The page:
I have no idea if, by the time this column is in your hands, dear reader, the election will be decided and accepted, or whether the streets will be on fire. Someone will win and someone will lose. Since we cannot take anything for granted anymore, let’s hope sincerely that the election produces a winner who has the best interests of a strong democracy in his heart.
The obvious beverage to have on hand to celebrate what one hopes will be a positive turning point is champagne. I have written already about the French 75, which, I think, might be the most joyous bubbly-based cocktail there is. But this could be a time to toast democracy with your champagne straight up, unadulterated, cold, in a flute or coupe, if not from the bottle. By all means, go out and buy some so that you’re ready, should the best man and woman win in a landslide.
The more I think about our experience of this long race, though, the more it seems that perhaps a hangover cure is appropriate, regardless of the outcome. The thing to do is steer toward something familiar but bracing. For that, the Bloody Mary would be my choice. And rather than the refined Martini version I recommended a few months ago, at this point, a more full-on restorative recipe is in order.
The origin of the Bloody Mary is quasi-political. The legend is it was invented in Paris after World War I at Harry’s American Bar, the result of tinned tomato juice from the U.S. becoming available in the French capital. The story goes that the drink’s name came from the continued presence at the bar of a woman named Mary, who was regularly seen waiting for her man, nursing a vodka-laced tomato cocktail. Someone compared her long, solitary hours of waiting to the imprisonment of Mary Queen of Scots by her cousin Queen Elizabeth. Ergo, the Bloody Mary.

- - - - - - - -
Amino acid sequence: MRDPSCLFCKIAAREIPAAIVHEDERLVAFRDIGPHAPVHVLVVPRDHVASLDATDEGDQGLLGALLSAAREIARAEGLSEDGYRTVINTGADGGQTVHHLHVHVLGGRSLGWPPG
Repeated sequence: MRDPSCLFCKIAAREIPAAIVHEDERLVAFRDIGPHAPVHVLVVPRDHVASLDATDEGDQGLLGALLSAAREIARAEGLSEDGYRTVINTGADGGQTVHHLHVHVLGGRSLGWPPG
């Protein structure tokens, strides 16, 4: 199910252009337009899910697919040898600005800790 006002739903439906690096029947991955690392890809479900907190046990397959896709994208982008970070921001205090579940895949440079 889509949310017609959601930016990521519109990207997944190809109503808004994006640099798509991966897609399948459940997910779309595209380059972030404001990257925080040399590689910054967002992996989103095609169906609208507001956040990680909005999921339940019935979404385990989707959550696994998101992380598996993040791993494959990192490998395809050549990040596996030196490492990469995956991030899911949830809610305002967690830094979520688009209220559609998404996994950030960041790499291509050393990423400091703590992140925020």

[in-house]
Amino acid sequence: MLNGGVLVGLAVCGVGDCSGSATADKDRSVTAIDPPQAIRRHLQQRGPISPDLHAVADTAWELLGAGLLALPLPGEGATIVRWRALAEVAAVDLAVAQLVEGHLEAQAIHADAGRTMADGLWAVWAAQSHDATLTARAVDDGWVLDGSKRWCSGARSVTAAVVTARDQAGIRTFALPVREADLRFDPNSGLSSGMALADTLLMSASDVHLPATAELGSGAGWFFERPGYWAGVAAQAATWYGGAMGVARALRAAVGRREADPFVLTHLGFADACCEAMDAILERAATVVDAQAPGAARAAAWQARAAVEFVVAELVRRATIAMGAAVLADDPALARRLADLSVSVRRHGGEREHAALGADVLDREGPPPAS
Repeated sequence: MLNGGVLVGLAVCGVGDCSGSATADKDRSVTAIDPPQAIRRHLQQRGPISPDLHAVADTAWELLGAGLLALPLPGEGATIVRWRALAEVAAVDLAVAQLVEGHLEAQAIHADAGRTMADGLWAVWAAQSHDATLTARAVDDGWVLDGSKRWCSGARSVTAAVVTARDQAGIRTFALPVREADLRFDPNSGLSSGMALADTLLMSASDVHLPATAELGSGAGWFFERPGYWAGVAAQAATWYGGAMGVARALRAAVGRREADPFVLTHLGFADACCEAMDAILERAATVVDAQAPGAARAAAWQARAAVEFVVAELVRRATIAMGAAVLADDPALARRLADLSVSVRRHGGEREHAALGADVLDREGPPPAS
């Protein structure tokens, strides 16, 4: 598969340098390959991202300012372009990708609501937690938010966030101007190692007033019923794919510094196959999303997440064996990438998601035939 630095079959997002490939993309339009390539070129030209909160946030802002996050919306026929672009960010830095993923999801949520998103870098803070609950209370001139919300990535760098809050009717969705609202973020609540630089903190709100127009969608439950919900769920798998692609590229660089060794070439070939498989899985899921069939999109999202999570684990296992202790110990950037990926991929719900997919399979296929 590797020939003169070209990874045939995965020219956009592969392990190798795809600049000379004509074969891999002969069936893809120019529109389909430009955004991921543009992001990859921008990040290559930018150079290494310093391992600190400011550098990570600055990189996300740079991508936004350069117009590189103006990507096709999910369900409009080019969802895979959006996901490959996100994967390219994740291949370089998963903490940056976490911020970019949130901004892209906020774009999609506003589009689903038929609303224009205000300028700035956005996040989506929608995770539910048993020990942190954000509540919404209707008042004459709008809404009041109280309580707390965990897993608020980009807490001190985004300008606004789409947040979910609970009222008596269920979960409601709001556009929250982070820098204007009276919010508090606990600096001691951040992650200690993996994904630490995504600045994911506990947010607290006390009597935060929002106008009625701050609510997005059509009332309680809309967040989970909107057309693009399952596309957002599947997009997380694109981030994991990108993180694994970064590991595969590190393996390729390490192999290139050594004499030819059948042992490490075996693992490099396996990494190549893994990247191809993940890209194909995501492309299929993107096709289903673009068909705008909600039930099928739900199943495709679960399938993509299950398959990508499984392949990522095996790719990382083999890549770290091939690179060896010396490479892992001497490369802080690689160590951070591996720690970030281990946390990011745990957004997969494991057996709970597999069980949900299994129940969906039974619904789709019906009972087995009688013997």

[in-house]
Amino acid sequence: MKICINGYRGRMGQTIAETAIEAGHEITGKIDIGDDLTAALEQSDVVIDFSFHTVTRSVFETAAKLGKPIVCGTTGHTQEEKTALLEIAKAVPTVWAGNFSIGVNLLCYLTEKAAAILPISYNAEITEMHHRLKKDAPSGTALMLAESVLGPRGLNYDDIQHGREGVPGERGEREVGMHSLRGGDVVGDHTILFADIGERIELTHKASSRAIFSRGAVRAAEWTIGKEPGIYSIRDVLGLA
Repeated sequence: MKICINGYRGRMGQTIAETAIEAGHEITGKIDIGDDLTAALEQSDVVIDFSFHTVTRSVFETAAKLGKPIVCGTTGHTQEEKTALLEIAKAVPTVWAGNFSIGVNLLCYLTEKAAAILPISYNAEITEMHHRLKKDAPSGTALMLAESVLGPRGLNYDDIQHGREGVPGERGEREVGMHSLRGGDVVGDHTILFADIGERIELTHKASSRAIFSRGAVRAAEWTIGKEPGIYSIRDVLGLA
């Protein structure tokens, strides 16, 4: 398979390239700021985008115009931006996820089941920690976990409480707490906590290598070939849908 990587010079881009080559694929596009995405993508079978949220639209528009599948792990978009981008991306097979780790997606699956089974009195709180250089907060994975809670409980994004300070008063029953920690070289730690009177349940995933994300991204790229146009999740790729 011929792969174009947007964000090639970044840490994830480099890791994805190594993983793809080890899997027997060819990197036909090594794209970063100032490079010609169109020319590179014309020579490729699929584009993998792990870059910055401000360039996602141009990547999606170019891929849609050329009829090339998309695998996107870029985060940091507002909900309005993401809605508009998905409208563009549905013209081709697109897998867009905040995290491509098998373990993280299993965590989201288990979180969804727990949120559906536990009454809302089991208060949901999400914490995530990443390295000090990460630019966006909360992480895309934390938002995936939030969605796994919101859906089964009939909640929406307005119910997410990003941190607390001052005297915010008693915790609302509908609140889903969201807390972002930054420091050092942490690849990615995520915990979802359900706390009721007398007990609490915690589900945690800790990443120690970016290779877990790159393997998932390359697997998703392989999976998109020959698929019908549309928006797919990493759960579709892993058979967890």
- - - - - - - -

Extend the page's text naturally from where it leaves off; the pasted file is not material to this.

Everybody has a favorite version of this drink. You’ll notice mine does not include one of those pre-made mixes. Festooned with celery, olives, lemon, lime, horseradish, and even shrimp, it could, in a pinch, be your dinner. I’ll leave the garnish up to you. But I do like to imagine this drink has some nutritional value, what with the presence of lycopene, an antioxidant found in the red pigment of tomatoes. Then there’s the zip of vitamin C from the lemon.
I’m not sure the fact checkers will agree, but one might use this information to justify having more than one Bloody Mary, depending on how things go.
Classic Bloody Mary
For one cocktail
1.5 ozs. vodka
2 dashes Worcestershire sauce
4 dashes Tabasco
Pinch of salt and pepper
¼ oz. fresh lemon juice
4 ozs. tomato juice
Combine all ingredients in a mixing glass and stir gently. Strain into a large goblet or highball glass that’s filled three-quarters of the way with ice. I garnish mine with nothing more than a lemon wedge. To each his, her, or their own.